Cantate Domino Canticum Novum Introduction

Cantate Domino Canticum Novum is subtitled “A Statement  on the Current Situation of Sacred Music.” None of the published versions I’ve seen identify the “undersigned” referenced in the pre-introduction paragraph. They do note their “great love for the Church’s treasury of sacred music and our deep concerns about its current plight.”

The title comes from Psalm 96, modern numbering, “Sing to the Lord a new song, sing to the Lord, all the earth.” You might expect church musicians to stress “a great love for the beauty and power of music in the worship of Almighty God.” Interesting that they title their statement the same as the 2007 USCCB document, and more, they cite “a new song.”

No argument with this:

(A) good liturgy allows for splendid music, but a low standard of liturgical music also tremendously affects the liturgy.

Nor with ecumenism:

(W)e know that other Christian traditions—such as Anglicans, Lutherans, and the Eastern Orthodox—have high esteem for the importance and dignity of sacred music, as witnessed by their own jealously-guarded “treasuries.”

Though I think the signatories meant zealously, not jealously.

The text cites the half-centenary of Musicam Sacram as an opportune time to offer this statement. Let’s look carefully at the rest of the rest of the introduction:

Re-reading the document today, we cannot avoid thinking of the via dolorosa of sacred music in the decades following Sacrosanctum Concilium. Indeed, what was happening in some factions of the Church at that time (1967) was not at all in line with Sacrosantum Concilium or with Musicam Sacram.

Looking for extremes, I think this can be fairly said. We know there was both resistance to the Council as well as efforts here and there to move beyond the mid and heart of the Church. I’d remind my colleagues in music ministry, however, that Vatican II was not the end of liturgical reform, only the beginning. Musicam Sacram was a document released before the GIRM and the Roman Missal. Like other documents cited earlier in the introduction, liturgical particulars may come and go. Not everything written about sacred music is still in force. Even in 1967. Post-conciliar documents like Comme le Prevoit or Liturgiam Authenticam can and do come and go.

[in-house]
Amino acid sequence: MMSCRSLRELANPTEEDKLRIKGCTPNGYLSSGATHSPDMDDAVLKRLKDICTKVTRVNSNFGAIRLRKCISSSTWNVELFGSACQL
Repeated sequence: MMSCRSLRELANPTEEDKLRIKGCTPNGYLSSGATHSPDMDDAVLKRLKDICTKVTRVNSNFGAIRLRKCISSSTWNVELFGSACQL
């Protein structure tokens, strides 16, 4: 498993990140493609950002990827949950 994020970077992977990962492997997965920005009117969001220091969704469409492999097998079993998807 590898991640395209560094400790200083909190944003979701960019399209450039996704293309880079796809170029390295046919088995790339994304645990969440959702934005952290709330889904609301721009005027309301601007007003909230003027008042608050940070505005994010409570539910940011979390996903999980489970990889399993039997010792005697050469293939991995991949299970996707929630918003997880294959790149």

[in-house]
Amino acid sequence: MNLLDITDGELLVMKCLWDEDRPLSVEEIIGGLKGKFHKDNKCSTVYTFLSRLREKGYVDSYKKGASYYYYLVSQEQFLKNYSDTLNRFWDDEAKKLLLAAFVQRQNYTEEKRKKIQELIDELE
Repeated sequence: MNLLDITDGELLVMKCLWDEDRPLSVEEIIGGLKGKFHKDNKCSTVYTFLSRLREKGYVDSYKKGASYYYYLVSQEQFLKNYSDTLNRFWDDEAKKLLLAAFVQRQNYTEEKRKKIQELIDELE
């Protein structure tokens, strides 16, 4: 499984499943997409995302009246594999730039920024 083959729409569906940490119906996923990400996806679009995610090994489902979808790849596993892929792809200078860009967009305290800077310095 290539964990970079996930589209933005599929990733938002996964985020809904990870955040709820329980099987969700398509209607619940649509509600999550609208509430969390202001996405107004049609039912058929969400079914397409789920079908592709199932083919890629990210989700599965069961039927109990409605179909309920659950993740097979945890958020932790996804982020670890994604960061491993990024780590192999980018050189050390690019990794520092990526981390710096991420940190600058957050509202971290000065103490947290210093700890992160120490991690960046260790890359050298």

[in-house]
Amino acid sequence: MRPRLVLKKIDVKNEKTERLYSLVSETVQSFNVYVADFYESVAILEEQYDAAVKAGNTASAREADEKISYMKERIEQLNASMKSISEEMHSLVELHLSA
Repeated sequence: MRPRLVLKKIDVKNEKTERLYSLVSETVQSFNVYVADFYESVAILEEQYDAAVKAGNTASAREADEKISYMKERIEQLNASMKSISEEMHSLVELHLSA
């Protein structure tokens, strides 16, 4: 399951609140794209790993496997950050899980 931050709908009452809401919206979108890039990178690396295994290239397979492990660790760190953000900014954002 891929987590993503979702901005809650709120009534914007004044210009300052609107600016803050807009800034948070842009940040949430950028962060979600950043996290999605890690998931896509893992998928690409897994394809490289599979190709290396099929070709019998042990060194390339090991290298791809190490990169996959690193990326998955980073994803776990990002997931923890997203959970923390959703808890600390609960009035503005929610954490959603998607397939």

Certain ideas that were never present in the Council’s documents were forced into practice, sometimes with a lack of vigilance from clergy and ecclesiastical hierarchy. In some countries the treasury of sacred music that the Council asked to be preserved was not only not preserved, but even opposed.

My colleagues seem to minimize that music serves the liturgy. A musical treasury has no theological value apart from how it can be utilized to further the Church’s mission and support the liturgy. Many ideas were developed post-1963 that were not envisioned by the Council bishops. But the conciliar documents were not intended to be the final word on Church legislation. Bishops were charged with implementing reform. This happened in liturgy.

Both good and poor ideas were endorsed by the Magisterium. Implementation of either could be well done or blundered. SC 112 is quoted:

The musical tradition of the universal Church is a treasure of inestimable value, greater even than that of any other art. The main reason for this pre-eminence is that, as sacred song united to the words, it forms a necessary or integral part of the solemn liturgy. Holy Scripture, indeed, has bestowed praise upon sacred song, and the same may be said of the fathers of the Church and of the Roman pontiffs who in recent times, led by St. Pius X, have explained more precisely the ministerial function supplied by sacred music in the service of the Lord. Therefore sacred music is to be considered the more holy in proportion as it is more closely connected with the liturgical action, whether it adds delight to prayer, fosters unity of minds, or confers greater solemnity upon the sacred rites. But the Church approves of all forms of true art having the needed qualities, and admits them into divine worship. (SC 112)

Liturgical “action” continued to be refined after 1963 and after 1967. Some aspects of earlier church documents are simply no longer in force because the liturgy itself has been reformed.

Thoughts? Anybody reading have a chance to read through this statement?

The full document may be found here.

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About catholicsensibility

Todd lives in the Pacific Northwest, serving a Catholic parish as a lay minister.
This entry was posted in Cantate Domino Canticum Novum, Liturgical Music. Bookmark the permalink.

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